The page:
In the United States, women receive
conflicting advice about when to wean their children completely
from breastfeeding. The American Academy of Pediatrics recommends
one year, while WHO and UNICEF recommend at least two years. Many
physicians consider six months to be "extended"
breastfeeding, and some health professionals question the motives
of women who nurse for more than a year. In turn, women may hide
the fact that they are still nursing an older child from
disapproving health care professionals or family members. From
anthropological research, we know that in many non-Western
cultures children are routinely nursed for three to four years.
Are they eccentric, or are we? Can we look to other animals to
determine what the natural age at weaning would be in modern
humans if it was not modified by cultural beliefs?
Like all mammals, humans have mammary glands
that function to nurture their offspring. Within the class
Mammalia, humans are members of the order Primates, and have the
basic primate pattern of breastfeeding and weaning activity that
has been molded by more than 65 million years of natural selection
to ensure the best possible survival rate of primate offspring.
This basic pattern is assumed to be primarily genetically based.
In addition, a number of life-history variables are also
associated with age at weaning in the non-human primates. What do
these variables suggest about the "natural" age of
weaning in humans?
Weaning according to tripling or
quadrupling of birth weight
The idea that mammals wean their offspring
when they have tripled their birth weight is widely reported in
the breastfeeding literature (Lawrence 1989). This rule of thumb
holds true for small-bodied mammals, but not for larger ones.
Recent research has looked at age at weaning and at growth among
large mammals, including primates. The research shows that weaning
occurs some months after quadrupling of the birth weight, rather
than tripling (Lee, Majluf and Gordon 1991). When do U.S. infants
typically quadruple their birth weight? For males, the average age
is around 27 months, and for females, around 30 months.
Weaning according to attainment of
one-third adult weight
Other studies suggest that primates are like
other mammals in weaning each offspring when they reach about
one-third their adult weight (Charnov and Berrigan 1993). Humans
come in different sizes, but 4 to 7 years of nursing would be the
weaning age for humans using this method of comparison, with boys
generally being nursed longer than girls, and large-bodied
populations nursing longer than small-bodied groups.
Weaning according to adult body size
Harvey and Clutton-Brock (1985) published a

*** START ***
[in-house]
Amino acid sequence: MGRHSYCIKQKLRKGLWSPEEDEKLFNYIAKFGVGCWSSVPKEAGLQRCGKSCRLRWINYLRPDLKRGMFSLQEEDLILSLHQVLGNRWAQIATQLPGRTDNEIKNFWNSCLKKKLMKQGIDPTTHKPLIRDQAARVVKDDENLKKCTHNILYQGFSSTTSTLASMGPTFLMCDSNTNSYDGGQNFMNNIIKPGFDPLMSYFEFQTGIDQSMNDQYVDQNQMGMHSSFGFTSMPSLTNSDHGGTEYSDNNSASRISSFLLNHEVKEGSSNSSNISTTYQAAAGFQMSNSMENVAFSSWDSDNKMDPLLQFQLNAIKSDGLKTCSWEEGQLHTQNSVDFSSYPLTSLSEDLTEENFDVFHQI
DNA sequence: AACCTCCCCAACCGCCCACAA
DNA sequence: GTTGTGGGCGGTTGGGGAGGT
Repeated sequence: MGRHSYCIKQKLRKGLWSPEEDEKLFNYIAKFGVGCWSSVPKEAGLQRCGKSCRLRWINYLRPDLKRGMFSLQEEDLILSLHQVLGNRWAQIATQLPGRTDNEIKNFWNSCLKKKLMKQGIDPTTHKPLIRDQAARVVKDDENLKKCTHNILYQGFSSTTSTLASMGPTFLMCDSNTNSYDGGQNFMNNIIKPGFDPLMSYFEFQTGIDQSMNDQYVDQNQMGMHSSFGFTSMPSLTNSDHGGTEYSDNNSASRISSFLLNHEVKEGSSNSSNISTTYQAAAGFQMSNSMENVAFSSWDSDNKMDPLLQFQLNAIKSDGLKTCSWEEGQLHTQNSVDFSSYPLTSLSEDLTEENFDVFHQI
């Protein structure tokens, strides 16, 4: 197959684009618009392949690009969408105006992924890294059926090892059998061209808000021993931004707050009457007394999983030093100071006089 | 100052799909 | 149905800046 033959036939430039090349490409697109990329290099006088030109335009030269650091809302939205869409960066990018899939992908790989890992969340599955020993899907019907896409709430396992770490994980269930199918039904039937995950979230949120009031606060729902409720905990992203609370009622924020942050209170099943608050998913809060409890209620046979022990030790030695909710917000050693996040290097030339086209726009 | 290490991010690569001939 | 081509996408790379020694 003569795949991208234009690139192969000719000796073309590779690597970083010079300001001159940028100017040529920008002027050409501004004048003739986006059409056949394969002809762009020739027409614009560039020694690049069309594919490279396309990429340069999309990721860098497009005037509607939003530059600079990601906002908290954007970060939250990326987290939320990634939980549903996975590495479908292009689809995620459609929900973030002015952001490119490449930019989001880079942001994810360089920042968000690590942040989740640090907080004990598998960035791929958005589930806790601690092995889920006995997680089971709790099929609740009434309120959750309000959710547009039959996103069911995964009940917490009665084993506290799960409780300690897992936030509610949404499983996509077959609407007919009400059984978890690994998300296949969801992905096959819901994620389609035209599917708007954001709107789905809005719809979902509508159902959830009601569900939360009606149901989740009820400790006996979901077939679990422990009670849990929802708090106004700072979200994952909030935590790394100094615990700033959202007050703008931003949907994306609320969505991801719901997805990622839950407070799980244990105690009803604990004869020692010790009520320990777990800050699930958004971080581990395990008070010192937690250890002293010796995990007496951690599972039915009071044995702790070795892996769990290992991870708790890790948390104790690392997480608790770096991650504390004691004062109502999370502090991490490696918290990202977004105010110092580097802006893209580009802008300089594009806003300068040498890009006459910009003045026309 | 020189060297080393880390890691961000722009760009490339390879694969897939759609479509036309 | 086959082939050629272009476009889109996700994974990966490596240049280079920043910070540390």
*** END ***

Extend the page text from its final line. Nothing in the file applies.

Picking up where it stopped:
study of life-history variables in primates, including a formula
for calculating age at weaning based on adult female body weight.
The equation predicts an age at weaning for humans at between 2.8
and 3.7 years, depending on average adult female body weight, with
larger-bodied populations nursing the longest.
Weaning according to gestation length
It is often reported in the literature that,
among mammals in general, weaning age is approximately the same as
the length of gestation (Lawrence 1989). By this criterion,
weaning in humans might be expected to take place after only nine
months of breastfeeding. However, this one-to-one relationship is
greatly affected by the adult size of the animal. For many
small-bodied primates, the duration of breastfeeding is shorter
than the length of gestation. Among large-bodied primate species,
the duration of breastfeeding far exceeds the average length of
gestation. For humankind's closest relatives, the chimpanzee and
the gorilla, the duration of breastfeeding is more than six times
the length of gestation. Humans are among the largest of the
primates, and share more than 98 percent of their genetic material
with chimpanzees and gorillas. Based on these comparisons, an
estimated natural age at weaning for humans would be a minimum of
six times gestational length, or 4.5 years.
Weaning according to dental eruption
According to the research of Smith (1991),
many primates wean their offspring when they are erupting their
first permanent molars. First permanent molar eruption occurs
around 5.5 to 6.0 years in modern humans. It is interesting to
note that achievement of adult immune competence in humans also
occurs at approximately six years of age, suggesting that
throughout our recent evolutionary past, the active immunities
provided by breast milk were normally available to the child until
about this age (Fredrickson).
Our evolutionary past has produced an
organism that relies on breastfeeding to provide the context for
physical, cognitive, and emotional development. The human primate
data suggest that human children are designed to receive all of
the benefits of breast milk and breastfeeding for an absolute
minimum of two and a half years, and an apparent upper limit of
around seven years. Natural selection has favored those infants
with a strong, genetically coded blueprint that programs them to
expect nursing to continue for a number of years after birth and
results in the urge to suckle remaining strong for this entire
period. Many societies today are able to meet a child's
nutritional needs with modified adult foods after the age of three
or four years. Western, industrialized societies can compensate
for some (but not all) of the immunological benefits of
breastfeeding with antibiotics, vaccines and improved sanitation.
But the physical, cognitive, and emotional needs of the young
child persist. Health care professionals, parents, and the general
public should be made aware that somewhere between three and seven
years may be a reasonable and appropriate age of weaning for
humans, however uncommon it may be in the United States to nurse
an infant through toddlerhood and beyond.